Tuesday, April 01, 2008

Poem of the Week 3/31/2008: Death the Hypocrite

Death the Hypocrite

You claim to loathe me, yet everything you prize
Brings you within the reach of my embrace.
I see right through you though I have no eyes;
You fail to know me even face to face.

Your kiss, your car, cocktail and cigarette,
Your lecheries in fancy and in fact,
Unkindness you manage to forget,
Are ritual prologue to the final act

And certain curtain call. Nickels and dimes
Are but the cold coin of a realm that's mine.
I'm the acute accountant of your crimes
As of your real estate. Bristlecone pine,

Whose close-ringed chronicles mock your regimen
Of jogging, vitamins, and your strange desire
To disregard your assigned three-score and ten,
Yields to my absolute instrument of fire.

You know me, friend, as Faustus, Baudelaire,
Boredom, Self-Hatred, and, still more, Self-Love.
Hypocrite lecteur, mon sembable, mon frere,
Acknowledge me. I fit you like a glove.

Anthony Hecht 1995

Hecht's note: "Some bristlecone pines are the oldest living things on earth . . . a total of seventeen bristlecone pines have been found which, still living and growing, are over 4,000 years old, the oldest some 4,600 years old." Andreas Feininger, from his book Trees.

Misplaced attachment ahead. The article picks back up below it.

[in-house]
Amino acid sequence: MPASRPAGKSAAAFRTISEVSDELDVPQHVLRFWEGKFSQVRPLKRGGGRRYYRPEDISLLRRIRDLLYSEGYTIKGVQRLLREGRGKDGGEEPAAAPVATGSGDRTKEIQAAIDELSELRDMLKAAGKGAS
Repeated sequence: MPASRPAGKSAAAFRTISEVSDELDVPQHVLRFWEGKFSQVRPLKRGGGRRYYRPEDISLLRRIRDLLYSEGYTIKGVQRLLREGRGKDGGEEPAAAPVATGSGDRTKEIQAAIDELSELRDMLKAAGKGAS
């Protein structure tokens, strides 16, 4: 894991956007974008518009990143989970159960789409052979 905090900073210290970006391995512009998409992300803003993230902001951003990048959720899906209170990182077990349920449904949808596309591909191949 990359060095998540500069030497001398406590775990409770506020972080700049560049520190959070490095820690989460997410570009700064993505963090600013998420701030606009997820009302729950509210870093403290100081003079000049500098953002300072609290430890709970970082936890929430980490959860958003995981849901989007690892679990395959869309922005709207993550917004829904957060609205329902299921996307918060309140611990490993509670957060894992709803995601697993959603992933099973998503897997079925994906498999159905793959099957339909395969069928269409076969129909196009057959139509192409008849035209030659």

Also, the line, "Hypocrite lecteur...frere" comes from TS Eliot's "The Waste Land"

This poem springs from a series of "Death" poems by Anthony Hecht, including, Death Demure, Death the Oxford Don, Death the Society Lady, Death the Poet, Death the Judge, Death the Mexican Revolutionary, Death the Whore, Death the Copperplate Printer, and even a set of nursery rhymes about death. This last one is a delicious poem you can check out here:


"Death the Hypocrite" is titled after its narrator, the death that results from hypocrisy, or the death that deals in hypocrisy. It demands us to ask, what has death become in the modern world? Why would somebody try to avoid the question of death, and how? All of the little gimmicks modern man uses to put off the reality of death, that "certain curtain call," are actually tokens of death's appearance, his already having settled in. For fear of death is consciousness of death, is it not? To repress the reality of death is to slide under the need to come to any sort of reckoning with one's life, for life seems endless, formless, interminable. But to not terminate, ever, to simply mist and fritter one's life away, what kind of life is this, Hecht's poem begs us to ask. Indeed, he leaves us almost nowhere to turn for solace, for our small attempts to "preserve life"--jogging, vitamins, etc--shrink to nothing against the 4,600 rings on the bristlecone pine.

No comments: